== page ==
Note: This post, part of series on the 2007 Berkshire Hathaway annual meeting in Omaha, Nebraska, originally appeared May 22, 2007.
Mr. Matthews, I am a fan of the blog. As a college student and investor, I generally enjoy your sharp and objective insight. That said, I recently started following the news about OSTK [Overstock.com]…... your CNBC interview did not help the cause. Byrne may tell a wild story, but he clearly carried the debate….
Thus began the first of what would be many comments in support of Patrick Byrne, the CEO of Overstock.com, posted on this blog in the fall and winter of 2005 by an individual identifying himself as “Padawan Cowboy.”
If you haven’t heard, Patrick Byrne is a self-styled “crusader” who’s spent the better part of two years attempting to convince the world that a coalition of short-selling hedge funds, “crooked” reporters, lax SEC regulators, Israeli mobsters and others who all take their direction from a James Bond/SPECTRE-style “Sith Lord” threaten the stock market as we know it.
You might well ask why anyone would take such stuff seriously.
The answer is that Patrick Byrne is not only the CEO of a public company, but he has an interesting pedigree: his father is Jack Byrne, the legendary insurance executive who turned around GEICO for Warren Buffett and looms large in the Berkshire pantheon of Great Managers.
Patrick himself once even ran a Berkshire apparel subsidiary.
For the record, “Naked short-selling” is a term for selling a stock short without first actually borrowing the shares being sold. Now, I have worked on Wall Street almost 30 years, and aside from a case reported in the Wall Street Journal, in which a rogue employee sold short shares of small companies in Canada without borrowing the stocks—for which he was successfully prosecuted by the SEC—I have never heard of, known of, or worked with anybody—anybody—who didn’t borrow a stock before shorting it.
Never. Not once.
But now, at the Berkshire-Hathaway shareholder’s meeting, my own 28 year’s worth of experience is being put to the test by a serious, slightly breathless, man—the kind of guy you wouldn’t want to make eye contact with at Starbucks—who is asking a question as if:
1) He is about to expose the biggest scandal since Teapot Dome, and;
2) Government agents acting in cahoots with hedge funds and Byrne’s “Sith Lord” intend to cut off his microphone before he can spill the beans.
The question he asks is, what does Buffett think of the “naked short selling” problem in this country, and what can be done to protect the companies whose stocks appear on the fail-to-deliver list “for hundreds of days.”
Now, if anybody is going to be able to contradict my own measly 28 years’ worth of experience on this and any other issue, it is Warren Buffett and Charlie Munger, whose combined investment experience exceeds 120 years.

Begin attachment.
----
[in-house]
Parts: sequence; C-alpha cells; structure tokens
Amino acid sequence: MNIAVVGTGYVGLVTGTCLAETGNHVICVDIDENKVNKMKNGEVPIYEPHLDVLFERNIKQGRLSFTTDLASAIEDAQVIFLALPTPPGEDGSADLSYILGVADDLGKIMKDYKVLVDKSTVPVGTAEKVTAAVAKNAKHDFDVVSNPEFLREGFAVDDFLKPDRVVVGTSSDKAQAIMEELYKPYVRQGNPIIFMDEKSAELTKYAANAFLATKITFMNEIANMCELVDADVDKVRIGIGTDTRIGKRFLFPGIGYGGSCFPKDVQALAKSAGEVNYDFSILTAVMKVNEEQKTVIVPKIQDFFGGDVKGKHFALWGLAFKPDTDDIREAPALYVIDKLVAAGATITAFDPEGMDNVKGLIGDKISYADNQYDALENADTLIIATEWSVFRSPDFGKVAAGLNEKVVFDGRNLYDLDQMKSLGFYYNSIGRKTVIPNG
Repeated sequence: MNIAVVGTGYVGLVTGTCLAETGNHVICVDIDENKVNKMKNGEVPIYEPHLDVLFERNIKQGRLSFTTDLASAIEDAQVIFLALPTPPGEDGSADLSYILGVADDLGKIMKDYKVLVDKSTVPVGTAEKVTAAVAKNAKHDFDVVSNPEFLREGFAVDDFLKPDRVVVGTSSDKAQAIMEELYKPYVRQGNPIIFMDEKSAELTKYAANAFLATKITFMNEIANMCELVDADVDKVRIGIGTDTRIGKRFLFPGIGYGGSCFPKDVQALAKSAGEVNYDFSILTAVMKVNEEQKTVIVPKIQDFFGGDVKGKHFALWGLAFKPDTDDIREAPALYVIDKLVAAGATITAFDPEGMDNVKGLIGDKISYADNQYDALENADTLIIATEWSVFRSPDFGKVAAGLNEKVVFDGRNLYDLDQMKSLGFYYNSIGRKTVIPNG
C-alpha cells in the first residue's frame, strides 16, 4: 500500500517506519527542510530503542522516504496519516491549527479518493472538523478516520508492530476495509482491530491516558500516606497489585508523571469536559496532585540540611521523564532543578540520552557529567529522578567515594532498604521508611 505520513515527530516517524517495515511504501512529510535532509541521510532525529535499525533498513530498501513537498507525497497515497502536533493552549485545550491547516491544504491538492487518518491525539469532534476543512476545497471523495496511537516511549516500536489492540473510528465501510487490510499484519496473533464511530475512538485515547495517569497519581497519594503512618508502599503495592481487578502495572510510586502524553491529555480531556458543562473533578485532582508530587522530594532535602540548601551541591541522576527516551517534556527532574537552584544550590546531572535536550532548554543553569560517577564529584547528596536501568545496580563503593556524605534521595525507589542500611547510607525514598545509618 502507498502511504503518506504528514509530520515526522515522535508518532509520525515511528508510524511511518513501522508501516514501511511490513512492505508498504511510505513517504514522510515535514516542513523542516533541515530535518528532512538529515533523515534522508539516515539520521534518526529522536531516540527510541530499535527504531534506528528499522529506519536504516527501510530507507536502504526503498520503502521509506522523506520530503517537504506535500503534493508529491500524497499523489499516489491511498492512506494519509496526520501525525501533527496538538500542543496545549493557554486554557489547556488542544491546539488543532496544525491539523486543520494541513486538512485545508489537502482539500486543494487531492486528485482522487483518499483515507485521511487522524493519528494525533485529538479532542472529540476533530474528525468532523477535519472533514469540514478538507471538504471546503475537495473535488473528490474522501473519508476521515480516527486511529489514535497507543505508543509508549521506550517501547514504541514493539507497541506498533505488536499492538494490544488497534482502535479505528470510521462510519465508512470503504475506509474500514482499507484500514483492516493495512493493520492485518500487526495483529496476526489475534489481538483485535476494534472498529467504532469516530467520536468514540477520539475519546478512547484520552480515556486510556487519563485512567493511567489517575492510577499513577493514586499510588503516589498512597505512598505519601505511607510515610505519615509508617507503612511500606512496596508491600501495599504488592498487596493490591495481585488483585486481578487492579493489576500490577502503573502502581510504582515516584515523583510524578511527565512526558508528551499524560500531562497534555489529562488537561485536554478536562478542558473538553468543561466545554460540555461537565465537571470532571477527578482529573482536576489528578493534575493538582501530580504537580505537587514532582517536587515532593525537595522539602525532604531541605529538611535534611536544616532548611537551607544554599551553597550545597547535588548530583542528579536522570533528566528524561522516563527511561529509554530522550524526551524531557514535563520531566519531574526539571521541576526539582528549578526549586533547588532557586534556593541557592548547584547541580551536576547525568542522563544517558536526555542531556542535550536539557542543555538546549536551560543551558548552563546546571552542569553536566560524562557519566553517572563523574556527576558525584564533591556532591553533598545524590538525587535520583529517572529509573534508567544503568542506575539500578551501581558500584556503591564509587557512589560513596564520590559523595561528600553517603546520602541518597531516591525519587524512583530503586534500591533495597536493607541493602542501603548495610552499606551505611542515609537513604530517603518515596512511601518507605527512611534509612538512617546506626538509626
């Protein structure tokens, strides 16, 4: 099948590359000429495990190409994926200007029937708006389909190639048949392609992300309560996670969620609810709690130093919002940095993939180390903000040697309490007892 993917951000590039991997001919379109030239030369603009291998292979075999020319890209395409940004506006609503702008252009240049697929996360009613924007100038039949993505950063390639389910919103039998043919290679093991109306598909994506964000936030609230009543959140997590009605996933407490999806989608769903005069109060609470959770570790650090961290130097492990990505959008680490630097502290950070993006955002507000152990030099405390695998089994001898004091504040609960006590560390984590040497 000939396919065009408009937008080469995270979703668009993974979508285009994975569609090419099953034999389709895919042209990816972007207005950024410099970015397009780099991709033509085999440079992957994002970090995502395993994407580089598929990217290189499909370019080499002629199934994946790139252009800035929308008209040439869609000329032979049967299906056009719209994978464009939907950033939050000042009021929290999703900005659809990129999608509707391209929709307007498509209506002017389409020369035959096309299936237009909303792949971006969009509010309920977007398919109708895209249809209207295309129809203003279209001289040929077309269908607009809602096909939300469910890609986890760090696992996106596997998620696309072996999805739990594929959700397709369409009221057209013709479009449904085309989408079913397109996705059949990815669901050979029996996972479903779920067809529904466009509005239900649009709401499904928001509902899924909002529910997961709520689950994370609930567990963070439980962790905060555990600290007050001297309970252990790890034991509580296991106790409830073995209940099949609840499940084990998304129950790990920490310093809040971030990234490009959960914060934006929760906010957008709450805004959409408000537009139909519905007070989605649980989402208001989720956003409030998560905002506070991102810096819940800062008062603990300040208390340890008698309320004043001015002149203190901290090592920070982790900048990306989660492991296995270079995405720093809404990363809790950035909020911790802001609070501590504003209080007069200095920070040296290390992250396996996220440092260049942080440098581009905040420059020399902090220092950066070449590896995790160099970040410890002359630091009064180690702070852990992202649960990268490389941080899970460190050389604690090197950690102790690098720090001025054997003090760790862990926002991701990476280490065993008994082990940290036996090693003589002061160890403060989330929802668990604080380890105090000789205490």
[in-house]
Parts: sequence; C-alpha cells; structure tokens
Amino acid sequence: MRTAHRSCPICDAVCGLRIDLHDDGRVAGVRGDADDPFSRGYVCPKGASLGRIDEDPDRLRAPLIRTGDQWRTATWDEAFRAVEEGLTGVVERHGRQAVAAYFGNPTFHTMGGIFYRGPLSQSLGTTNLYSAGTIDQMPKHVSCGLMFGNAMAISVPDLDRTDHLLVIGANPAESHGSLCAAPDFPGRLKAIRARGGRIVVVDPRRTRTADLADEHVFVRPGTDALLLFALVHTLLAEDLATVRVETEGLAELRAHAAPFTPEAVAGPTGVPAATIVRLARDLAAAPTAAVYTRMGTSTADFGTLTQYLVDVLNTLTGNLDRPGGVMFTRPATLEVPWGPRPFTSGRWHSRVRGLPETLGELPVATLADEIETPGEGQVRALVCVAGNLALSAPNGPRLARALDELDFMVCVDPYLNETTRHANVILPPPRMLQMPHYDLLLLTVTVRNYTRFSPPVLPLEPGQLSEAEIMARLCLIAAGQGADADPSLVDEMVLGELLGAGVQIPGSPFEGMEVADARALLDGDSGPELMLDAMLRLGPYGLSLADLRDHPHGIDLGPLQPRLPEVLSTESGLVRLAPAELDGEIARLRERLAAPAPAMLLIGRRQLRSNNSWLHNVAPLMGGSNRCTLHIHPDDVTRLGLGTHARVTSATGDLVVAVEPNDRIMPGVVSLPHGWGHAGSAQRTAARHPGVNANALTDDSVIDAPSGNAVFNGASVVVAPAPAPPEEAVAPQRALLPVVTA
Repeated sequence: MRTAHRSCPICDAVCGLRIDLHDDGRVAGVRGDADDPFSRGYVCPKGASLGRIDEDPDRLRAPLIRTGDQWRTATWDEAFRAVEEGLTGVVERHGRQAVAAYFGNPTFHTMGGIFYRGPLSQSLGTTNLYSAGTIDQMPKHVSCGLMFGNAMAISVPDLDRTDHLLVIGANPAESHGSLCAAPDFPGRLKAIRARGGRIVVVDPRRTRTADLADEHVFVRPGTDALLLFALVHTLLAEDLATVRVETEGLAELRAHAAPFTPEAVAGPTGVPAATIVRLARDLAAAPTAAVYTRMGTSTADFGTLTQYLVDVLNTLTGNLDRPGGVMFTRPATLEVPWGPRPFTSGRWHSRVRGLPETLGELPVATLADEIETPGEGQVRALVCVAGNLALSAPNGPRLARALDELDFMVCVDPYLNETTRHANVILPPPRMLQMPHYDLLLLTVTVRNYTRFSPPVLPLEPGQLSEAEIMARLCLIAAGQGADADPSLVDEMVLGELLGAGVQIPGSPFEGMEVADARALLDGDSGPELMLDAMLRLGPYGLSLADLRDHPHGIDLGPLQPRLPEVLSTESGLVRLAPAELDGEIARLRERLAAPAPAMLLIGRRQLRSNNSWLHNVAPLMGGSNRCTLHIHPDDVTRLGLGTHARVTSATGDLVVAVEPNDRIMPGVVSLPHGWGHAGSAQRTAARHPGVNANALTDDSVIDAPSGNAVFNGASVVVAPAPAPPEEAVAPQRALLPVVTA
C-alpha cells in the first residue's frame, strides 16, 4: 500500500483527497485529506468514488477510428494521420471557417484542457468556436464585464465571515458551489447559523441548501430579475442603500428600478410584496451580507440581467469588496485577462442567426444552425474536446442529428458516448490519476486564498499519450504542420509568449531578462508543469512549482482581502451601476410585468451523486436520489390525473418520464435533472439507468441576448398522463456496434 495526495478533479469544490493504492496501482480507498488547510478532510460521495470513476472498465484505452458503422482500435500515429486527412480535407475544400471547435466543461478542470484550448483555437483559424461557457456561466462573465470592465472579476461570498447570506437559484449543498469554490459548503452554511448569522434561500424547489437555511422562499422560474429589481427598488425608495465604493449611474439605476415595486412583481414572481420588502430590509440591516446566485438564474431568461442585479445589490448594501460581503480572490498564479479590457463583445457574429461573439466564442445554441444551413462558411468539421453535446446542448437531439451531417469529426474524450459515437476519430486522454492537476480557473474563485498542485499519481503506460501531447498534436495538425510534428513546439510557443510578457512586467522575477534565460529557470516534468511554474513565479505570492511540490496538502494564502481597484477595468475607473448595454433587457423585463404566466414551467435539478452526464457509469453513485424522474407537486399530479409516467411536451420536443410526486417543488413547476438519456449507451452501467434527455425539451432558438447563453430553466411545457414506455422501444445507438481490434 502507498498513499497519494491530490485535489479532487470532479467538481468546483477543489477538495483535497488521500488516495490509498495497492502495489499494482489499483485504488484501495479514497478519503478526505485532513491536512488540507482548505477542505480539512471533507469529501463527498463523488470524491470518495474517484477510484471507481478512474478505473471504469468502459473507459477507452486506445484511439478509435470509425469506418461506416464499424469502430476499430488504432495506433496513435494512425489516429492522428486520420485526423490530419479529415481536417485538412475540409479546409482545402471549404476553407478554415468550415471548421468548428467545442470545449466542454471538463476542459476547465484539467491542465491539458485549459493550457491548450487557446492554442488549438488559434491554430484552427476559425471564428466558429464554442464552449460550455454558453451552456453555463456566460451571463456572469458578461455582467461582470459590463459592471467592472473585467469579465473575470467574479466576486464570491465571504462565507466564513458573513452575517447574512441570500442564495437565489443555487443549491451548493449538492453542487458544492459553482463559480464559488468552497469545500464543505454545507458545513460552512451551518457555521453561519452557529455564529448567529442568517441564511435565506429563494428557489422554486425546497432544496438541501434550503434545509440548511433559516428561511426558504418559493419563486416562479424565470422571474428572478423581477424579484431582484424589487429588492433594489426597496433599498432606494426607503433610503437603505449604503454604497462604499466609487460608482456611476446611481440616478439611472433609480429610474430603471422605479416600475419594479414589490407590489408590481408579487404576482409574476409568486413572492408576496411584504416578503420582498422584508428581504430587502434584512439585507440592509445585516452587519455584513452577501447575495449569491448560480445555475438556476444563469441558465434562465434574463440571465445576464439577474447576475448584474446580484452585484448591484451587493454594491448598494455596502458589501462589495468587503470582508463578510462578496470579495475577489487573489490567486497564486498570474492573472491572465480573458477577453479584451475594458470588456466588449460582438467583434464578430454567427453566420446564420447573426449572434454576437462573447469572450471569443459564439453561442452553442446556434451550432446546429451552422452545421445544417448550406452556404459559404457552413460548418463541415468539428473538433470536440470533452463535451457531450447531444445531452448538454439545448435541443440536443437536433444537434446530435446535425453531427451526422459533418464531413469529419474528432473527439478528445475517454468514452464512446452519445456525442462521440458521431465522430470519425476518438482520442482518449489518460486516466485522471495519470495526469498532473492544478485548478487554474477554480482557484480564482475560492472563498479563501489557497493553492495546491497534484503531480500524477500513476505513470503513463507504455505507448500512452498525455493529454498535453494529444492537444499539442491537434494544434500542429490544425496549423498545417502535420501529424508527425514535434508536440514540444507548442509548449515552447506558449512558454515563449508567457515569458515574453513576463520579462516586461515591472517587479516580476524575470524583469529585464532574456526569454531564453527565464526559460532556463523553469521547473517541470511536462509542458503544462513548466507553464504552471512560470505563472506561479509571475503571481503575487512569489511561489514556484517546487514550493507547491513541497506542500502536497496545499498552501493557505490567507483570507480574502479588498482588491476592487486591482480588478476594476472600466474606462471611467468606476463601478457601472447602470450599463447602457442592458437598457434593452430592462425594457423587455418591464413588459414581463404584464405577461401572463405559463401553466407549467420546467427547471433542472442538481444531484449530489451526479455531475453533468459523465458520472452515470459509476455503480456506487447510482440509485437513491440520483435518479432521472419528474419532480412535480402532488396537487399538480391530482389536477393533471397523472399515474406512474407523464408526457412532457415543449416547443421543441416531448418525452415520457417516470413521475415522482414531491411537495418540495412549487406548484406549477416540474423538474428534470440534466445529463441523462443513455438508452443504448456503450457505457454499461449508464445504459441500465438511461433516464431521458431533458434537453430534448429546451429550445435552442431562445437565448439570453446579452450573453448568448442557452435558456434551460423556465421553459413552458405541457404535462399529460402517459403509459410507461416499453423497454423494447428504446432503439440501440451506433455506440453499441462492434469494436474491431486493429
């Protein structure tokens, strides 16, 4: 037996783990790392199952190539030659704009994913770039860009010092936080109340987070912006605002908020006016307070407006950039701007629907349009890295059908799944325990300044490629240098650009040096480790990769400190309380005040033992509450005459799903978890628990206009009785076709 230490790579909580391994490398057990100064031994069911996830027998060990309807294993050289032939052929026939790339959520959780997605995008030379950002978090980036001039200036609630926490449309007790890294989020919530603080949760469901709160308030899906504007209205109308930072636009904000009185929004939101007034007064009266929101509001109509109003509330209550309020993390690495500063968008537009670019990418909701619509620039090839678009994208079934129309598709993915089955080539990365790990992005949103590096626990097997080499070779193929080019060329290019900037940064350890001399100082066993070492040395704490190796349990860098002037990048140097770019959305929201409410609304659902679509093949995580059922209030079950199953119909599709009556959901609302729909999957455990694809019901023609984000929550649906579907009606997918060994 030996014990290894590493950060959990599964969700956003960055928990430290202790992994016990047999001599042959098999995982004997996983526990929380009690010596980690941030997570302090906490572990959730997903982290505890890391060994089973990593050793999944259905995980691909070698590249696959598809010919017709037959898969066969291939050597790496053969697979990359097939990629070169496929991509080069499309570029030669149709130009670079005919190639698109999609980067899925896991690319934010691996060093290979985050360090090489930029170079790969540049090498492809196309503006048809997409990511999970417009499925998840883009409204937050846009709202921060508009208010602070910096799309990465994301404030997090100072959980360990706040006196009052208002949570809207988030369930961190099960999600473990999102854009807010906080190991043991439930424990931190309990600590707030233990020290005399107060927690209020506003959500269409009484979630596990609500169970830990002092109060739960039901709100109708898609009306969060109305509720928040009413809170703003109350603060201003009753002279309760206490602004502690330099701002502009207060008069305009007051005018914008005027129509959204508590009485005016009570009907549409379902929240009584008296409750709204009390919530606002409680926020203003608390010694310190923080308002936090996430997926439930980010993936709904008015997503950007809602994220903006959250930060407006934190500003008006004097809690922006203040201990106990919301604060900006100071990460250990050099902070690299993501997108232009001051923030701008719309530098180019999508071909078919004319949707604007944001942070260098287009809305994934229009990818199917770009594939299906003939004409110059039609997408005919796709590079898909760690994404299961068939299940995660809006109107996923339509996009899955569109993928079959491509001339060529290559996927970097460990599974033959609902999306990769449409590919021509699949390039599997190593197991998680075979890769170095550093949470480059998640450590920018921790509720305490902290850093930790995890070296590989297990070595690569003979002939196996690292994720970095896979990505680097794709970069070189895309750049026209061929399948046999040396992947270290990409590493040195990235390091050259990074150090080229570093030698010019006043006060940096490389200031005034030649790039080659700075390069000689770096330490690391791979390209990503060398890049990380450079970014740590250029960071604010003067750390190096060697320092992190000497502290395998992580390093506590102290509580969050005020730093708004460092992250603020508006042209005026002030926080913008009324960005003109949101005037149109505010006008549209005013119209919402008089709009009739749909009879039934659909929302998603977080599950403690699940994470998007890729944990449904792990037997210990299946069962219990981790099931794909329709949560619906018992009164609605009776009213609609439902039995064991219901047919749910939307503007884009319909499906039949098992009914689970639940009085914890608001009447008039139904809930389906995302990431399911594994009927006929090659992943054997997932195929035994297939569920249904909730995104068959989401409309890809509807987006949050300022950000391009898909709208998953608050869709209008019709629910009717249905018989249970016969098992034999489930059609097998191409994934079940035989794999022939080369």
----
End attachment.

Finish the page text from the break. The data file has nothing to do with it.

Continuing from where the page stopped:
But it’s not just a matter of age and longevity that causes 27,000 individuals to troop out to the middle of the United States and sit for five or more hours listening to Buffett and Munger answer questions of all stripes—even conspiracy-theory bunk like naked shorting.
It is to witness first-hand what am I beginning to understand is one of the less heralded secrets to Buffett’s extraordinary success: the breadth of his experience and his knowledge of pretty much everything that has happened on Wall Street since World War II (and much of what happened before he started), as well as what is happening right now.
For in seeing and hearing Buffett respond to question after question, it becomes clear he is not merely the deep-value investor with an aversion to computers (except for playing online bridge) who spends his days reading annual reports and CEO letters until one day deciding to buy 7% of Coca Cola or 11% of Burlington Northern, as he has been portrayed in some of the books.
He is in fact one of the most versatile investors in the world.
“We’re not limited,” he says, when asked about the merits of alternative investment vehicles such as managed futures funds (which he does not care for); “we buy businesses, bonds, currencies, futures….”
And he’s not kidding.
Take derivatives. During today’s meeting Buffett will repeat his past his warnings about the risks posed by the explosion of derivatives in today’s financial markets (some day we will get “a very chaotic situation” he tells us), and he will emphasize his first-hand experience with the matter by reminding shareholders that Berkshire took a $400 million loss on a derivatives portfolio that had already been marked down to what was thought to be fair value.
Yet Buffett then goes on to say quite matter-of-factly,
“We have 60 derivatives” in the Berkshire portfolio. “And believe me,” he says, “we’ll make money on all of them.”
We believe him.
Not only does Buffett know derivatives, he also knows currencies. In response to a question about his bearish view of the US dollar, Buffett says it will continue so long as spendthrift US policies continue, and declares:
“We think the dollar will decline and we had a $21 billion bet that way, although the carry cost made it too difficult to keep…so we’ve focused on buying companies that earn money in foreign currencies.”